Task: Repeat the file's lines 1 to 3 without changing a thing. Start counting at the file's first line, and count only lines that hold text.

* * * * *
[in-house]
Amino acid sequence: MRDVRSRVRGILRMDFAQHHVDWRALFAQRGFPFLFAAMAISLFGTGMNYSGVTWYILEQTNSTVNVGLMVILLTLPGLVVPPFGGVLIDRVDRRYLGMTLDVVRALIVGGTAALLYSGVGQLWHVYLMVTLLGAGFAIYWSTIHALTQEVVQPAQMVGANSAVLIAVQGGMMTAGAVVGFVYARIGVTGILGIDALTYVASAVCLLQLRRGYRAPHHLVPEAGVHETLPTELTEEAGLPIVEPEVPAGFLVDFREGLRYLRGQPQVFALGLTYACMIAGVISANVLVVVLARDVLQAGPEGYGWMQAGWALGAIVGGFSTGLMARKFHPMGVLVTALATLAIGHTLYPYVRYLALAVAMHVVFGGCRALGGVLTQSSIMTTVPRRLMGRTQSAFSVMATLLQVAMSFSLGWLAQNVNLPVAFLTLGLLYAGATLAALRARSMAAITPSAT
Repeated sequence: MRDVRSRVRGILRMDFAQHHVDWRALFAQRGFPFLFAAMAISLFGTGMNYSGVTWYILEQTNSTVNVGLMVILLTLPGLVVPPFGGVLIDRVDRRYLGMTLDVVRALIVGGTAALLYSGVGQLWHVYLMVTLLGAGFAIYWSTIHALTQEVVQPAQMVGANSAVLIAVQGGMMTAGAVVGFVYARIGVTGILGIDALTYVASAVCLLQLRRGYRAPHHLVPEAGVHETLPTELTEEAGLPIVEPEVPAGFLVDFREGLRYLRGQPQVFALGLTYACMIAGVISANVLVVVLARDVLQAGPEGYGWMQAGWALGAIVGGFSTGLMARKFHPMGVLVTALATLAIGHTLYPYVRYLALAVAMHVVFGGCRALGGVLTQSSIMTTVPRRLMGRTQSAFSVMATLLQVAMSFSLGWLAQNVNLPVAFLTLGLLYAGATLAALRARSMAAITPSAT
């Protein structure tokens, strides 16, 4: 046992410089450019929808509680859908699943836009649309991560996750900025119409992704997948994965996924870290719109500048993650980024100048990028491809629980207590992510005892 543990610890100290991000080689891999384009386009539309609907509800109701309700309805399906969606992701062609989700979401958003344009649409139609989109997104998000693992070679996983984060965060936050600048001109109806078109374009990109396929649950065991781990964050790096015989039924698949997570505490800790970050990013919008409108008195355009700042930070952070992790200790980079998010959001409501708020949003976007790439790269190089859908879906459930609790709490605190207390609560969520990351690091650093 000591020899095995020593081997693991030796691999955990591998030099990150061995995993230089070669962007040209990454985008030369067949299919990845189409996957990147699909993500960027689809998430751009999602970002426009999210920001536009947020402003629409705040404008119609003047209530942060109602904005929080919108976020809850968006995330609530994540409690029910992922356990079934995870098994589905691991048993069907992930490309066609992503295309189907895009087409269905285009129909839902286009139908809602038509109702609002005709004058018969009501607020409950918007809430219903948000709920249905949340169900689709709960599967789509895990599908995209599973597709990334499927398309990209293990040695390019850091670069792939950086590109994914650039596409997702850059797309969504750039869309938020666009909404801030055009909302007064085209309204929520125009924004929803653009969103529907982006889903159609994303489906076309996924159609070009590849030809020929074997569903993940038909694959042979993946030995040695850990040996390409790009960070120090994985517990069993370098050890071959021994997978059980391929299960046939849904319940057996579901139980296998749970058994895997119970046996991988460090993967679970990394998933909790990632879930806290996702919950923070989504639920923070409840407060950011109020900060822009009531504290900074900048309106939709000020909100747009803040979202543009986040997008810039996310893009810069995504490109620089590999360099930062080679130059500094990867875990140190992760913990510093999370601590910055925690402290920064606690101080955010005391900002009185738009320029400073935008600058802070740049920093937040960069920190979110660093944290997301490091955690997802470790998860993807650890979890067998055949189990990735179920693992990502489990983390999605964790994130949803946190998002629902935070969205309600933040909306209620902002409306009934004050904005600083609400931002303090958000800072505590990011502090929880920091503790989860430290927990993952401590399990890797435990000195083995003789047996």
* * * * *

[in-house]
Amino acid sequence: MRDVRSRVRGILRMDFAQHHVDWRALFAQRGFPFLFAAMAISLFGTGMNYSGVTWYILEQTNSTVNVGLMVILLTLPGLVVPPFGGVLIDRVDRRYLGMTLDVVRALIVGGTAALLYSGVGQLWHVYLMVTLLGAGFAIYWSTIHALTQEVVQPAQMVGANSAVLIAVQGGMMTAGAVVGFVYARIGVTGILGIDALTYVASAVCLLQLRRGYRAPHHLVPEAGVHETLPTELTEEAGLPIVEPEVPAGFLVDFREGLRYLRGQPQVFALGLTYACMIAGVISANVLVVVLARDVLQAGPEGYGWMQAGWALGAIVGGFSTGLMARKFHPMGVLVTALATLAIGHTLYPYVRYLALAVAMHVVFGGCRALGGVLTQSSIMTTVPRRLMGRTQSAFSVMATLLQVAMSFSLGWLAQNVNLPVAFLTLGLLYAGATLAALRARSMAAITPSAT
Repeated sequence: MRDVRSRVRGILRMDFAQHHVDWRALFAQRGFPFLFAAMAISLFGTGMNYSGVTWYILEQTNSTVNVGLMVILLTLPGLVVPPFGGVLIDRVDRRYLGMTLDVVRALIVGGTAALLYSGVGQLWHVYLMVTLLGAGFAIYWSTIHALTQEVVQPAQMVGANSAVLIAVQGGMMTAGAVVGFVYARIGVTGILGIDALTYVASAVCLLQLRRGYRAPHHLVPEAGVHETLPTELTEEAGLPIVEPEVPAGFLVDFREGLRYLRGQPQVFALGLTYACMIAGVISANVLVVVLARDVLQAGPEGYGWMQAGWALGAIVGGFSTGLMARKFHPMGVLVTALATLAIGHTLYPYVRYLALAVAMHVVFGGCRALGGVLTQSSIMTTVPRRLMGRTQSAFSVMATLLQVAMSFSLGWLAQNVNLPVAFLTLGLLYAGATLAALRARSMAAITPSAT